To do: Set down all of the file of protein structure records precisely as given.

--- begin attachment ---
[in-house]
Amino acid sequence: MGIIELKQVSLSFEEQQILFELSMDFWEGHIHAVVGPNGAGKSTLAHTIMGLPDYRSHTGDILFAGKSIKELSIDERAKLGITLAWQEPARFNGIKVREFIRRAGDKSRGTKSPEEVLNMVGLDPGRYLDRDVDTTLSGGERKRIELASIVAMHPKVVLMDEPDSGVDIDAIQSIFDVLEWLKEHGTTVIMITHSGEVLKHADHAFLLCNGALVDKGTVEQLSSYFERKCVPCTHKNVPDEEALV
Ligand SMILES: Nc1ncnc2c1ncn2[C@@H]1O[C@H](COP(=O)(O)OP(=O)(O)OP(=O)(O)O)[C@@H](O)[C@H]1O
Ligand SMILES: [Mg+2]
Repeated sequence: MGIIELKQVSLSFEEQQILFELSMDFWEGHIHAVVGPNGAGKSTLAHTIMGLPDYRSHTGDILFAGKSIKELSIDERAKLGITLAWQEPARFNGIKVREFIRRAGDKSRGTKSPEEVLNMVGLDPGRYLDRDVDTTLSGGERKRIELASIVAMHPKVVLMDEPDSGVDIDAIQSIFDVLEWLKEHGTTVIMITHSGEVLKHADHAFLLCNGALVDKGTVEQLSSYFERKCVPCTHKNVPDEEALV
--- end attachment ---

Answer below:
[in-house]
Amino acid sequence: MGIIELKQVSLSFEEQQILFELSMDFWEGHIHAVVGPNGAGKSTLAHTIMGLPDYRSHTGDILFAGKSIKELSIDERAKLGITLAWQEPARFNGIKVREFIRRAGDKSRGTKSPEEVLNMVGLDPGRYLDRDVDTTLSGGERKRIELASIVAMHPKVVLMDEPDSGVDIDAIQSIFDVLEWLKEHGTTVIMITHSGEVLKHADHAFLLCNGALVDKGTVEQLSSYFERKCVPCTHKNVPDEEALV
Ligand SMILES: Nc1ncnc2c1ncn2[C@@H]1O[C@H](COP(=O)(O)OP(=O)(O)OP(=O)(O)O)[C@@H](O)[C@H]1O
Ligand SMILES: [Mg+2]
Repeated sequence: MGIIELKQVSLSFEEQQILFELSMDFWEGHIHAVVGPNGAGKSTLAHTIMGLPDYRSHTGDILFAGKSIKELSIDERAKLGITLAWQEPARFNGIKVREFIRRAGDKSRGTKSPEEVLNMVGLDPGRYLDRDVDTTLSGGERKRIELASIVAMHPKVVLMDEPDSGVDIDAIQSIFDVLEWLKEHGTTVIMITHSGEVLKHADHAFLLCNGALVDKGTVEQLSSYFERKCVPCTHKNVPDEEALV